Microsoft Is Optimistic Xbox Series X Buyers Will Be Happy With Its Price, Seriously Strong Performance
This is a big year in the gaming console segment—Sony is set to release its PlayStation 5 in the holiday season (November or December), and around the same time, Microsoft will launch its Xbox Series X. Rumor has it the PS5 will debut at $399, or thereabouts. What about the Xbox Series X? Nothing has been announced yet, but Xbox boss Phil Spencer says he feels "really good" about how the Xbox Series X stacks up against the PS5 in both price and performance.
In regards to performance, we already know he is justified in feeling good about where things stand. Both Sony and Microsoft have revealed detailed specs about the hardware insider their respective next-gen consoles, and while the PS5 and Xbox Series X share a similar foundation (custom AMD silicon with Zen 2 CPU core and RDNA 2 GPU cores with real-time ray tracing support), Microsoft's console has the edge on paper.
Just to quickly recap, here is what we are looking at...
PlayStation 5 Specifications
- CPU: 8x cores @ 3.5GHz (variable), custom Zen 2
- GPU: 36 CUs @ 2.23GHz (variable), 10.28 TFLOPs, custom RDNA 2
- Die size: Unknown
- Memory: 16GB GDDR5 w/ 256-bit bus
- Memory bandwidth: 448GB/s
- Storage: 825GB SSD
- I/O throughput: 5.5GB/s (raw), 8-9GB/s (compressed)
- Expandable storage: NVMe SSD slot
- External storage: USB HDD support
- Optical drive: 4K UHD
Xbox Series X Specifications
- CPU: 8x cores @ 3.8GHz (3.66GHz w/ SMT), custom Zen 2
- GPU: 52 CUs @ 1.825GHz, 12 TFLOPs, custom RDNA 2
- Die size: 360.45mm2
- Memory: 16GB GDDR6 w/ 320mb bus
- Memory bandwidth: 10GB @ 560GB/s (6GB @ 336GB/s)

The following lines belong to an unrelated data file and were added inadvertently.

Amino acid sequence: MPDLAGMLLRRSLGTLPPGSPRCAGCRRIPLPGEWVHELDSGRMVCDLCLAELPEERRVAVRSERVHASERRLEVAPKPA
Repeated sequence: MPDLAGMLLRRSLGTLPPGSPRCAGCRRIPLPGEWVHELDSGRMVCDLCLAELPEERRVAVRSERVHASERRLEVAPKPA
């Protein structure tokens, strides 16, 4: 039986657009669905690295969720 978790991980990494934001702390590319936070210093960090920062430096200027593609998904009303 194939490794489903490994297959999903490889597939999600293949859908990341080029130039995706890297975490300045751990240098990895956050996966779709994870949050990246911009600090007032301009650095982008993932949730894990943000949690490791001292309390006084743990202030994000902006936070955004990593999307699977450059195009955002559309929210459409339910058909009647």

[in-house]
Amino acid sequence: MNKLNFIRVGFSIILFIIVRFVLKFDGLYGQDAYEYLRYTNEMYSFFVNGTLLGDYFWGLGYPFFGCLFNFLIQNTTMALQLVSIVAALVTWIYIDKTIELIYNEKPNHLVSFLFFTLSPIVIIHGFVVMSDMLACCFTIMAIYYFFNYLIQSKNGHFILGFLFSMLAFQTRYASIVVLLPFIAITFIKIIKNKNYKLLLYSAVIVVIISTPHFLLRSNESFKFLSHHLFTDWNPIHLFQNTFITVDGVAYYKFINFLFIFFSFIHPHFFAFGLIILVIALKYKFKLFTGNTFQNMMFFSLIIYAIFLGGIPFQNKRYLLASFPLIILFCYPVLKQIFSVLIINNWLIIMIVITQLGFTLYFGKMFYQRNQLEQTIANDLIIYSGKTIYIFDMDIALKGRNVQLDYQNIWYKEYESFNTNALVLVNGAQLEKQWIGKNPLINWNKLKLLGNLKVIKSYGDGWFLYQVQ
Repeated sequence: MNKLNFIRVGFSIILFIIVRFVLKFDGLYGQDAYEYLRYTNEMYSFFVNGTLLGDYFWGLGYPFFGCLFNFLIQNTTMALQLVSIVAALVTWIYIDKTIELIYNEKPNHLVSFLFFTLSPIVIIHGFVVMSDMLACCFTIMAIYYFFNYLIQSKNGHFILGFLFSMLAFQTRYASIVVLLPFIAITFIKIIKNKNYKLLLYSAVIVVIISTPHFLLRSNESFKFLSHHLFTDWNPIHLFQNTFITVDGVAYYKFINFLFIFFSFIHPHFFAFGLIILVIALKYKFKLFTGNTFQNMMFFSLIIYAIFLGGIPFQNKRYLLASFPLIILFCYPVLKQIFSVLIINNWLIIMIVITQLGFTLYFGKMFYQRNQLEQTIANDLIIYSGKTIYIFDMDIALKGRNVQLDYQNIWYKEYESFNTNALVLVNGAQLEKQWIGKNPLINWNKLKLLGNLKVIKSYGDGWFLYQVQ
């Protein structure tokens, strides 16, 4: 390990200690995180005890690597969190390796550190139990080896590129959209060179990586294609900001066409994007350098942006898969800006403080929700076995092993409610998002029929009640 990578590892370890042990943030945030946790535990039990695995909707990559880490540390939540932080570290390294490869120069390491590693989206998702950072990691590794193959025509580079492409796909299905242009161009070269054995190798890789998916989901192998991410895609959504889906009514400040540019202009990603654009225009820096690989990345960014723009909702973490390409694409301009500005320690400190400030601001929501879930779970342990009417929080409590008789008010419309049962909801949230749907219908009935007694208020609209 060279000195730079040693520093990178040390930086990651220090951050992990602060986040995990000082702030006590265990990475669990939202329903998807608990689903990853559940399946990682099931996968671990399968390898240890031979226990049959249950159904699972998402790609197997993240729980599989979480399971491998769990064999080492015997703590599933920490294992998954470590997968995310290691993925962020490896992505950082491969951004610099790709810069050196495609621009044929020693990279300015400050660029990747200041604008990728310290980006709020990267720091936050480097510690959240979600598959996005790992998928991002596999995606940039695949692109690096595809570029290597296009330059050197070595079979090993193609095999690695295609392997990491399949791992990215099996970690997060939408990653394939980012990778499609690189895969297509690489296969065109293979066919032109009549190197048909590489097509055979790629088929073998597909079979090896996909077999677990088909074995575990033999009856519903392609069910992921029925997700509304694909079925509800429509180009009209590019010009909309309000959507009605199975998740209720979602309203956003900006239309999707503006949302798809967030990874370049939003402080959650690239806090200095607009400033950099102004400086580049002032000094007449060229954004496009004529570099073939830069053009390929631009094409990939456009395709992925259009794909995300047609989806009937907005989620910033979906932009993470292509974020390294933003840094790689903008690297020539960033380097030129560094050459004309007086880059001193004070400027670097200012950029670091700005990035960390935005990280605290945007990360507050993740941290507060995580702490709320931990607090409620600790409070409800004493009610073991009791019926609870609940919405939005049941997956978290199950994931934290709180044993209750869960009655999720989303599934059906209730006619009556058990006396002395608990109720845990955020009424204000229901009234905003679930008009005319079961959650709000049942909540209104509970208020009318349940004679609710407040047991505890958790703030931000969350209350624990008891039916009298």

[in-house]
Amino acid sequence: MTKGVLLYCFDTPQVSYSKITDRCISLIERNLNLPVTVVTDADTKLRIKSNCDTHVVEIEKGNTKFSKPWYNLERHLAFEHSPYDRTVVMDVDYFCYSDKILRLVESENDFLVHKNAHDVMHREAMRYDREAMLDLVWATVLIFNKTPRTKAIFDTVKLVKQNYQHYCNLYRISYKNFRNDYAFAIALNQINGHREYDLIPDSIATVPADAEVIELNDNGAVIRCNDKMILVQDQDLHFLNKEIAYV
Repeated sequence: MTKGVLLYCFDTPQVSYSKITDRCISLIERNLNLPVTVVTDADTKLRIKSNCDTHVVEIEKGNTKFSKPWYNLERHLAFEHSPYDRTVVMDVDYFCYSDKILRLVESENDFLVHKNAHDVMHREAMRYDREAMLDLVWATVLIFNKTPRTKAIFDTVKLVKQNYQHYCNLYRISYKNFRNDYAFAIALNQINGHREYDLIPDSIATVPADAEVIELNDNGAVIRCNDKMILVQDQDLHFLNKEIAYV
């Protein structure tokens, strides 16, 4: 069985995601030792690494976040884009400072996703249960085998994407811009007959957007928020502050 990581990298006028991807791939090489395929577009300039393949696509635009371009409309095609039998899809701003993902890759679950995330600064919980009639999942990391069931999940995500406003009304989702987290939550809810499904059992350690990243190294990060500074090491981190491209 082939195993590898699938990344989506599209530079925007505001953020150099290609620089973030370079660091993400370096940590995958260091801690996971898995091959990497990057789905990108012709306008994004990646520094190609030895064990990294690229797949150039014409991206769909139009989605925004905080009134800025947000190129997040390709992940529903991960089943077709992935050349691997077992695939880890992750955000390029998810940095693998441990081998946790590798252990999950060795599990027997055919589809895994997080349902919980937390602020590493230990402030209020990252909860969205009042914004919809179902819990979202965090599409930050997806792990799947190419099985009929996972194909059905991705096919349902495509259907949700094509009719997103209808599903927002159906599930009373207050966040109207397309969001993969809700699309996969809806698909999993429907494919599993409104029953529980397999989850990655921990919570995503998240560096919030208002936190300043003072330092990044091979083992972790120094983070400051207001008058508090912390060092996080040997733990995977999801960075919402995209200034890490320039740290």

- Storage: 1TB custom NVMe SSD
- I/O throughput: 2.4GB/s (raw), 4.8GB/s (compressed with custom hardware decompression block)
- Expandable storage: 1TB expansion card
- External storage: USB 3.2 HDD support
- Optical drive: 4K Blu-ray
- Performance target: 4K @ 60fps, up to 120fps
As you can see, the GPU inside the Xbox Series X is serving up more compute units and, for what it is worth, a higher number of TFLOPs. Microsoft had said all along that it intends on being competitive in performance in price, and if the specifications alone are any indication, the former is certainly true. What about the latter?
Just a few days ago, a Canadian retailer listed a PS5 for preorder at $559.99 CAD. That works out to around $393 in USD, and if that price point holds true, then we are probably looking at $399 in the US. That is the same price the PlayStation 4 launched at back in November 2013, as well as the PS4 Pro in September 2016.
In an interview with IGN, Spencer hinted that gamers will be happy with the price of the Xbox Series X, wherever it lands.
"I feel good about the price that we're going to be able to get to," Spencer said. "I feel about the price and performance capabilities that we have with the Xbox Series X. I feel incredibly strong about the overall package."
Landing on a price is a bit of a process. Spencer talked about having discussions with creators about what they expect from a next-gen console, and then setting a price target at the outset. Then as the launch gets closer, things adjust, based in part on what the competition is doing (which in this case, is Sony and its PS5).
Interestingly, Spencer also talked about having flexibility on price, and being reactive to the market.
"We're gonna make sure we stay agile on our pricing and that we have a good plan going into launch," Spencer said.
Spencer's comments are interesting because if the PS5 does in fact debut at $399, does that mean the more powerful Xbox Series X will hit that price point as well? We don't know, but it is an interesting proposition. My gut is that it will arrive at $499, but we'll have to wait and see.
You can check out Spencer's comments on price starting at the 16min40sec mark in his interview.